“Conspiracy Theory: The belief that certain events or situations are secretly manipulated behind the scenes by powerful forces with negative intent.”
— From The European Union’s Guide to Identifying Conspiracy Theories
“I owe every single person who I’ve called a conspiracy theorist,” reads a comment on YouTube, “ an apology.”
“All conspiracy theorists are owed a huge apology,” chimes in another. “Unbelievable.”
They’re commenting on what we can only think is President Biden going off-script during an address to the Business Roundtable. “Now is a time when things are shifting,” Joe spaketh. “We’re going to — there’s going to be a new world order out there, and we’ve got to lead it.”
Now, it’s not really a shocking statement, is it? Unless, it simply reveals the president himself is a conspiracy theorist.
The way he said it, too, was odd, like it’s a foregone conclusion. You might think he’d be emphatic about a mission to lead the new order, but what came out was more of a mumble; like the prospect of a New World Order is, well, boring.
“We’re at an inflection point in the world economy,” the President prefaced the comment, “not just in the economy, in the world.” Then, channeling our Session with Mark Moss, “one that occurs every three or four generations.” Biden then references a “secure” meeting with one of the top military “people” during which he was reminded that “60 million people died between 1900 and 1946.” Ho, hum.
Ostensibly, this top military “people” is also up to speed on the Fourth Turning and the Kondratiev Cycles that we’ve been conspiring to understand as we scribble away on these daily missives.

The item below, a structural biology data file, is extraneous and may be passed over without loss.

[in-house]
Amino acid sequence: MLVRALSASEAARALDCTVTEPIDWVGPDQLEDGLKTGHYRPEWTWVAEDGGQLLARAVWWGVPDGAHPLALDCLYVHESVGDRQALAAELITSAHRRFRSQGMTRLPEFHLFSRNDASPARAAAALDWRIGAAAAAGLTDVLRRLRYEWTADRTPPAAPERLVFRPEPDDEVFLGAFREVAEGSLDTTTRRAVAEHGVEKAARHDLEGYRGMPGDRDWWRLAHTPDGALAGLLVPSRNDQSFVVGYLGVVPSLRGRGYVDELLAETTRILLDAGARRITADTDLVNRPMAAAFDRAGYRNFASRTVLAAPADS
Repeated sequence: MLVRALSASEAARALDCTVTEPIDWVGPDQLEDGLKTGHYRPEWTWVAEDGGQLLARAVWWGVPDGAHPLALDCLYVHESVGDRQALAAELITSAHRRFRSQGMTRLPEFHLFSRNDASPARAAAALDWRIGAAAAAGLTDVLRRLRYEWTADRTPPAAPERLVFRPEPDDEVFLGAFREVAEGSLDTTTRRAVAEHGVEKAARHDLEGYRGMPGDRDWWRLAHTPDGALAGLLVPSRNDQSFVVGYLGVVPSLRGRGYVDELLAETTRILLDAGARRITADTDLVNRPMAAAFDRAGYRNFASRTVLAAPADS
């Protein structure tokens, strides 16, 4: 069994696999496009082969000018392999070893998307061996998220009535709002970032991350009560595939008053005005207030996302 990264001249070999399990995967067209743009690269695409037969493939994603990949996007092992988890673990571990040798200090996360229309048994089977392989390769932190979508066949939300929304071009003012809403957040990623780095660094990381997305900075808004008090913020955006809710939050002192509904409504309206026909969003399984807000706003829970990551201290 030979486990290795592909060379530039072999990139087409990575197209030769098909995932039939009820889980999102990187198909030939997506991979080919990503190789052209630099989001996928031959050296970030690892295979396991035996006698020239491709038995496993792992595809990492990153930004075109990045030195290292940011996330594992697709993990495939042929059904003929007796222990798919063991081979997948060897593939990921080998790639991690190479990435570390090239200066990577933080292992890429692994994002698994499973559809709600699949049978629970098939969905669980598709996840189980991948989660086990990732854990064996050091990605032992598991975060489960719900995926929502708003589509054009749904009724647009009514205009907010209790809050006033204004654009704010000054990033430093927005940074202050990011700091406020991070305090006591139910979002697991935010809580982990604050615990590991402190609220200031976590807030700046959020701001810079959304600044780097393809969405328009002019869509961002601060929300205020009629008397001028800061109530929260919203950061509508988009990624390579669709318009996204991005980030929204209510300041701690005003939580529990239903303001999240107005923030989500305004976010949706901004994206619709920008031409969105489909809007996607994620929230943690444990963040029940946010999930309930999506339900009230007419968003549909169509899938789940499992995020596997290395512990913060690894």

Ha. Ha. Ha. Sometimes, the lede just falls into place. We’ve been discussing crypto’s role in the new global economy. Unless we do something about it, Dr. Saifedean Ammous fears a world run by central bank digital currencies like Fedcoin. Saif was our guest on The Wiggin Sessions this week.
“What we saw in Canada,” with the government dinging the bank accounts of people donating their own money to the striking truckers, “is a prelude to what’s going to happen increasingly all over the world.” Saif worries:
That having access to money, being able to eat, being able to feed your kids is going to be contingent on political obedience. And I think it’s going to go even further, I think. And in The Fiat Standard, I described this in detail because I look at the genesis of the fiat standard over the last century.
In the extreme, he believes a government-sponsored digital currency will give policymakers the power to decide what you can and cannot buy. Imagine another pandemic-style lockdown where the government doesn’t just order stores and restaurants to close, but prevents anyone from spending cash on things deemed “non-essential.“
But Bitcoin will allow people to break free of that system. Dr. Ammous explains:
The interesting thing about Bitcoin is that nobody controls it; the money supply is fixed and nobody’s able to censor transactions. Nobody can censor transactions, nobody can change the money supply. And those are the two reasons why central banks exist: central banks exist to censor your transactions; to prevent you from making transactions and to inflate the money supply to finance government spending.